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The Brutal Lesson of Pai Mei

The Brutal Lesson of Pai Mei

It is the wood that should fear your hand, not the other way around. No wonder you cannot do it. You acquiesce to defeat before you even begin.
— Pai Mei, Kill Bill Vol. 2

Acquiescence to defeat is commonplace in training. My clients do it.  I do it.  Probably, elite athletes do it.  That is why there are coaches and trainers.  Our job is to give clients tools to overcome acquiescence.

Kill Bill Vol. 2 has been on satellite tv for the past month.  Whenever I have seen it come up on the schedule, I feel compelled to turned to it.  To my delight, each time I do, it is to the scene of Pai Mei training The Bride.  This scene is what makes Kill Bill complete for me.  Before I indulge myself in a diatribe of why hero movies have to have a training scene for my satisfaction, let’s talk about the transformational power of Pai Mei’s training.

The Bride’s mentor, Bill, arranges for her to train with the brutal and powerful Pai Mei.  Upon meeting, Pai Mei hurls insults at her about her ethnicity and her previous training.  She becomes incensed, so when he challenges her to prove him wrong, she takes the bait.

After easily evading her strikes and blows while continuing to insult her, Pai Mei captures her arm in his fierce grip.  He could snap it with a simple twist.  The bride’s pride and anger suddenly turn into agony, fear and submission. With a single move, Pai Mei strips her of her ego. Still, there is something about her he must like because he agrees to teach her.

Along with other Kung Fu training, he has her relentlessly practice the one-inch punch (Bruce Lee often demonstrated the power of martial arts with this punch.) on a hardwood board.  It breaks her skin and rattles her bones, but she must continue or have her head rapped by Pai Mei’s cane.  To become the powerful weapon she wants to be, she must be forged by discipline and honed by will.  After a while, the practice becomes so ingrained in her body that she punches out in her sleep.

The scene ends with The Bride and Pai Mei eating rice together.  Her hand is so broken down that she cannot hold her chopsticks.  Out of desperation, she grabs the rice with her hands.  Pai Mei throws her rice on the floor and gives her the choice to acquiesce to her pain and hunger and eat the rice off the floor like a dog or overcome them and eat like a human.

Granted few people have the desire to become a highly efficient assassin or even an elite athlete but we live in a tough world.  Between our jobs, responsibilities, troubles in the world, even traffic, we face many stresses and challenges.  There is much to learn from Pai Mei.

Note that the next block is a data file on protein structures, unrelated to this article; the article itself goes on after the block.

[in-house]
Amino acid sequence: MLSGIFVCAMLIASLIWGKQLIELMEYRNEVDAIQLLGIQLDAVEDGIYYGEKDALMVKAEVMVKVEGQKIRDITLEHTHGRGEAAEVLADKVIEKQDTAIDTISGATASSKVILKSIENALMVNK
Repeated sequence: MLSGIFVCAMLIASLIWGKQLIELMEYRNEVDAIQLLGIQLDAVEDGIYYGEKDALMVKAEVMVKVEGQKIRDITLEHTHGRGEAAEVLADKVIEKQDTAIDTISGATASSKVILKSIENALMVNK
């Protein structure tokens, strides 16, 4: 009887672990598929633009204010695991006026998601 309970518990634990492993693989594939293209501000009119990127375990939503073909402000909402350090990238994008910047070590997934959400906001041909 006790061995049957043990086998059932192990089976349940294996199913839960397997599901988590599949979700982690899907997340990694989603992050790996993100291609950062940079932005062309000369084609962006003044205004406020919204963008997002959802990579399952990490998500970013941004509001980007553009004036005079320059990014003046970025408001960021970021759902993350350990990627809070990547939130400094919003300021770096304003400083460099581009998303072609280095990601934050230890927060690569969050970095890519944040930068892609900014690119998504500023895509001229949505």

• Let go of ego in your training. It gets in the way of your full potential.  Ego limits you by boasting about what you think you are good at and shunning what you think you are not good at.
  • Repetition is the path to mastery, if you are fully present and focused. It is the heart of discipline. It strips away the need for outside praise and approval and creates true self-confidence.
  • Hard training rebuilds. It breaks down the body and the thinking mind.  The body adapts and grows stronger.  Thinking mind quiets.  You become aware of feeling mind.  You develop will.

One of my favorite Bruce Lee stories comes from John Little in the Art of Expressing the Human Body.  He talks about his experience of training with Bruce Lee.  They were running past their usual mileage. When Little said he would have a heart attack and die if they ran any further, Lee simply replied, “Then die.” and kept running.  Little didn’t die and finished the run.  He then asked why Lee had said that.  Lee answered:

“Because you might as well be dead. Seriously, if you always put limits on what you can do, physical or anything else, it’ll spread over into the rest of your life.  It’ll spread into your work, into your morality, into your entire being.  There are no limits.  There are plateaus, but you must not stay there, you must go beyond them. If it kills you, it kills you.  A man must constantly exceed his level.”

Not to say you need Pai Mei beating you over the head with a stick, but a good teacher will push you and teach you how to overcome fear and pain so that your limitations become a memory.  Whether it’s a yoga teacher, martial arts instructor, tennis coach or personal trainer, find someone who will help you quiet the ego, tap into your true potential and build your confidence as a human being. It will make a difference in how you move through the world and interact with people.  Who knows, it could very well change your life.

Originally published August 29, 2011

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Washington Post Writer Meditates with Jennifer

Washington Post Writer Meditates with Jennifer